Skip Sturtz talks about life after kidney donation.
A year ago, we ran a story about Skip Sturtz, a Plymouth resident who had decided to be a donor in a nondirected kidney donation—donating a kidney to someone whom he did not know. Sturtz has since gone through the procedure and recovery, ran a marathon, and has learned the recipient’s identity and is in contact with her. Sturtz shares his experiences with us.
Tell us about your recipient.
All I knew before the surgery was that it was a woman. I filled out a card at the pre-op with my email address, and if the recipient wanted to, they could communicate with me. Within a month, I heard from her. She has four children and seven grandchildren. Her surgery was at Mayo in Jacksonville, Fla. None of her children were a match to be a donor for her.
Have you met your recipient?
No. In March, I asked her if she wanted to meet, and she said yes. We set a tentative date in September, but then she got back to me that she was going to be [out of the country]. We talked about some other dates, but then she always said that she was going to be doing something. And then it occurred to be that she was too busy to meet—she’s out there enjoying her life, which is what I wanted to happen for her.
So you’re in touch with her?
I wished her a happy Mother’s Day, I heard from her on Easter. We recognize each other on significant days. We’re definitely going to meet, but I’m thinking it would be better to meet closer to our anniversary [of the kidney donation] in November.
What’s the process of getting the kidney to the recipient?
By 10 that morning, my kidney was on a Delta flight from Minneapolis to Jacksonville. It flew in the cockpit. There’s a very long chain of command for what happens to the kidney and who is responsible for it. Once it’s on the plane, it’s the pilot, and when it lands, the pilot hands it off to the driver. Within 45 minutes of the landing, her surgery started.
How did your recipient do after her surgery?
She’s doing great—she’s walking two miles a day, living life and doing all these things she couldn’t do for a while. She had been on dialysis three times a week.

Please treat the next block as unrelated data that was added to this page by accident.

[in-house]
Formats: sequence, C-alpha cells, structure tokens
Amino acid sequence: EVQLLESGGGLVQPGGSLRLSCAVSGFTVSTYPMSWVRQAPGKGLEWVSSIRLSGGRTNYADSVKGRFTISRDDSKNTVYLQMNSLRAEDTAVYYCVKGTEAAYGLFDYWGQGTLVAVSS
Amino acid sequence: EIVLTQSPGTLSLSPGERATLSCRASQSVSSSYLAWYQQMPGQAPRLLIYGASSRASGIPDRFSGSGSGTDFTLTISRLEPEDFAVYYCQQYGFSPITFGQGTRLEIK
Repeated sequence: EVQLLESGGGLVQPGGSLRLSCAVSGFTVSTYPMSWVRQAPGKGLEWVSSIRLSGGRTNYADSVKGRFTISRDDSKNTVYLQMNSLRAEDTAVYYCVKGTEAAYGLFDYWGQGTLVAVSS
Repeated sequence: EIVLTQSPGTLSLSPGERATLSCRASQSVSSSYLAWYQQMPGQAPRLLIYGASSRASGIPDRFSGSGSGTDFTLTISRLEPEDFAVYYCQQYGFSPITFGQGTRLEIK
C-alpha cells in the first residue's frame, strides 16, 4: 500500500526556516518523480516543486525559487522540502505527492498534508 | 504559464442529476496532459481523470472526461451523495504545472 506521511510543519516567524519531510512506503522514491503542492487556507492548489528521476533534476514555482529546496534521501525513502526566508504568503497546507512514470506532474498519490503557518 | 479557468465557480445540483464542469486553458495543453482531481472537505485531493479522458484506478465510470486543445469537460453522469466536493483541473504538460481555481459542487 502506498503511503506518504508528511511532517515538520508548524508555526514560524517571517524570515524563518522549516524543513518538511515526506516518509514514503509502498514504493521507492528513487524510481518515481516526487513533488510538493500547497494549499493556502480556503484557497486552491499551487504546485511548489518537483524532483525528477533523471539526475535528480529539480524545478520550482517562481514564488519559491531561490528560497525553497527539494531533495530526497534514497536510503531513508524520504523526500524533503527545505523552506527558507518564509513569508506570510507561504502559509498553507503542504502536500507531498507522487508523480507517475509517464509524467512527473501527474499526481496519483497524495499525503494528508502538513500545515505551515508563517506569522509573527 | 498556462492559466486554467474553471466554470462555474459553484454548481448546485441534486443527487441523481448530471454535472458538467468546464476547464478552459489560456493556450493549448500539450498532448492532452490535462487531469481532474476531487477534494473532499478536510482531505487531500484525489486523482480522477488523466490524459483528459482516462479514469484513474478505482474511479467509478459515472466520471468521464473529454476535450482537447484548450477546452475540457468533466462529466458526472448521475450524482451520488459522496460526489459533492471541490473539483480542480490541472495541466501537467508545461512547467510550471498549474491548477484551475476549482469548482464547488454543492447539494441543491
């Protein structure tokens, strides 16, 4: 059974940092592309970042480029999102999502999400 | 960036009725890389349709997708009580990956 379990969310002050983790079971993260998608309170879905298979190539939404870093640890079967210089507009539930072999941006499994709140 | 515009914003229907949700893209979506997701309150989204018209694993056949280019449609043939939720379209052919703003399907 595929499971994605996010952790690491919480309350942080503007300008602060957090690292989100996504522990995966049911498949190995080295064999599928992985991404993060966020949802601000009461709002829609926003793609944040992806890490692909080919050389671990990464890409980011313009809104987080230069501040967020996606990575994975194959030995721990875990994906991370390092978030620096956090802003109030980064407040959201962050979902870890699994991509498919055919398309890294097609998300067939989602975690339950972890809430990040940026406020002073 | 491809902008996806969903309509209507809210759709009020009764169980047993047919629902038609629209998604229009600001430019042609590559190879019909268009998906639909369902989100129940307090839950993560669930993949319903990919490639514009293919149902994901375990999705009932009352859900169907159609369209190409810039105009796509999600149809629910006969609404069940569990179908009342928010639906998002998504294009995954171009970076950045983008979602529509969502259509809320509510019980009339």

How was your recovery?
It kind of became this marathon mentality—it wasn’t that bad. They numb the incision area and it’s numb for six months. That’s worn off now and I don’t feel anything.
Did it hurt?
I took Tylenol for two weeks, and then at week three, I walked the Turkey Trot 5K and ran the last about 100 meters. Within the week that I donated, I walked two miles at the Plymouth soccer dome.
How do you feel now?
Honestly, I don’t notice a single difference physically. And I feel a great sense of fulfillment, moving from success in the corporate world to a more purposeful life.
The 31 years of … career accomplishments matter little to me anymore, because donating a kidney will never become a dusty plaque on the wall. It’s a … spiritual sense of joy … and it’s always going to live with me now. There have been so many opportunities to tell my story and become an advocate to help educate people that when you “share your spare” you’ll be perfectly fine. It’s truly as advertised—you only need one. And the one I have left is more than capable of doing what two did. And your life expectancy doesn’t change.
When you sign up, in the back of your head, you want a feel-good story about where your kidney might go. But you have to be prepared if your recipient doesn’t want to meet you.
It’s hard for me when people tell me I was courageous or brave. I’m not a hero—I love being a living example of what one human can do for another. I have absolutely no regrets.